Would you have believed the Great Moon Hoax?
August 25, 1835. On this date, a New York newspaper, The Sun, published the first article in what’s come to be called The Great Moon Hoax. It was a series of six articles alleging the discovery of life on the moon – including bat-men and unicorns – supposedly made by famous astronomer Sir John Herschel while on a trip to the Cape of Good Hope in South Africa. Richard Adams Locke, a reporter for The Sun, is said to have written the article, although he never publicly admitted it.
According to the articles, a Dr. Andrew Grant, Herschel’s (fictitious) companion, was the author. The articles also referred to the Edinburgh Journal of Science, which had been out of commission for some years. Yet, for most readers, the author and the source made the articles seem credible.
The articles were reprinted in papers throughout Europe.
The first article described, among other things, a super-powerful telescope built by Herschel.
The weight of this ponderous lens was 14,826 pounds [6,700 kilograms] or nearly seven tons after being polished; and its estimated magnifying power 42,000 times. It was therefore presumed to be capable of representing objects in our lunar satellite of little more than eighteen inches [46 cm] in diameter, providing its focal image of them could be rendered distinct by the transfusion of article light.
The huge telescope supposedly allowed Herschel to make his fantastic discoveries. One of the articles said, for example:
It was one of the noble valleys at the foot of this mountain that we found the very superior species of the Vespertilio-homo (bat-men) … They were of infinitely greater personal beauty, and appeared in our eyes scarcely less lovely than the general representations of angels by the more imaginative schools of painters.
From the very first article, vigilant readers might have guessed it was a hoax. Two scientists from Yale are said to have tried to find the Edinburgh Journal of Science in Yale’s library. An unsuccessful search led them to travel all the way to The Sun‘s office in New York, where they were told that the original journal article was still at the printers.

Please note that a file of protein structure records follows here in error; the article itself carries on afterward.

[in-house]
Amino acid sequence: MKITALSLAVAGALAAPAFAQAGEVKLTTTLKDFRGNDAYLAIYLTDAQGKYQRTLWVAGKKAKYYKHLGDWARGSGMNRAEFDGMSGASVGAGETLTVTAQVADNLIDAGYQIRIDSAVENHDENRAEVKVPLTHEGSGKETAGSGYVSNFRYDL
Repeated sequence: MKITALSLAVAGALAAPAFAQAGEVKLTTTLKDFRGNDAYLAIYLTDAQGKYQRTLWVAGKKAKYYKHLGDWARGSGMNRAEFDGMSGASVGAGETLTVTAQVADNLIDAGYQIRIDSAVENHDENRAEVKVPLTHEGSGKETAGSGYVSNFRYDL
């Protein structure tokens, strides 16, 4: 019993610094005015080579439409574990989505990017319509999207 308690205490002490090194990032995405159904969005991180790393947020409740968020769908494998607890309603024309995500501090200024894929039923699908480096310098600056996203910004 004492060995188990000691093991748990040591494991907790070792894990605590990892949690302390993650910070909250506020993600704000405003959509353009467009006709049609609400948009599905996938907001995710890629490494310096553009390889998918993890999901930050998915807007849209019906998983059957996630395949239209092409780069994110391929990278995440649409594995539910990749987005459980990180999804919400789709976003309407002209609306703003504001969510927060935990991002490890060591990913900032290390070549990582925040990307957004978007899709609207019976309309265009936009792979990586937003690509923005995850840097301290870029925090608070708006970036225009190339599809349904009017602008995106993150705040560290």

The second article described many other fascinating lunar findings such as beautiful basaltic formations, cliffs, great oceans, and lunar forests. It also described many animals, one similar to a bison, and another that resembled a goat:
The next animal perceived would be classed on Earth as a monster. It was of a bluish lead color, about the size of a goat, with a head and beard like him, and a single horn, slightly inclined forward from the perpendicular. The female was destitute of horn and beard, but had a much longer tail. It was gregarious, and chiefly abounded on the acclivitous glades of the woods. In elegance of symmetry it rivalled the antelope, and like him it seemed an agile sprightly creature, running with great speed, and springing from the green turf with all the unaccountable antics of a young lamb or kitten. This beautiful creature afforded us the most exquisite amusement.
It was in the last of the series of six articles that the existence of Vespertilio-homo or bat-men was divulged.
Sir John Herschel at first accepted the story with a sense of humour, saying:
It is too bad my real discoveries here won’t be that exciting.
The author must have underestimated the gullibility of the people, since the news spread very quickly. Herschel began receiving lots of correspondence regarding his “discoveries” and eventually was not so jolly about it:
I have been pestered from all quarters with that ridiculous hoax about the moon – in English, French, Italian, and German!
The Sun, which had begun publishing just two years earlier, had a reason for publishing the Great Moon Hoax. It dramatically increased the paper’s popularity.
Also, the author appeared to have been seeking to satirize a scientist and science fiction author of the day, Thomas Dick, who mixed fact with fiction in his novels.
The Great Moon Hoax showed how gullible people can be. It may still serve as a reminder that not everything we read is true, even if the authors – whoever they may be – couch their words in the language of science in order to appear credible.
Bottom line: On August 25, 1835, the first of the six Great Moon Hoax articles was published. It described sensational discoveries of the famous astronomer John Herschel, who supposedly observed life on the moon.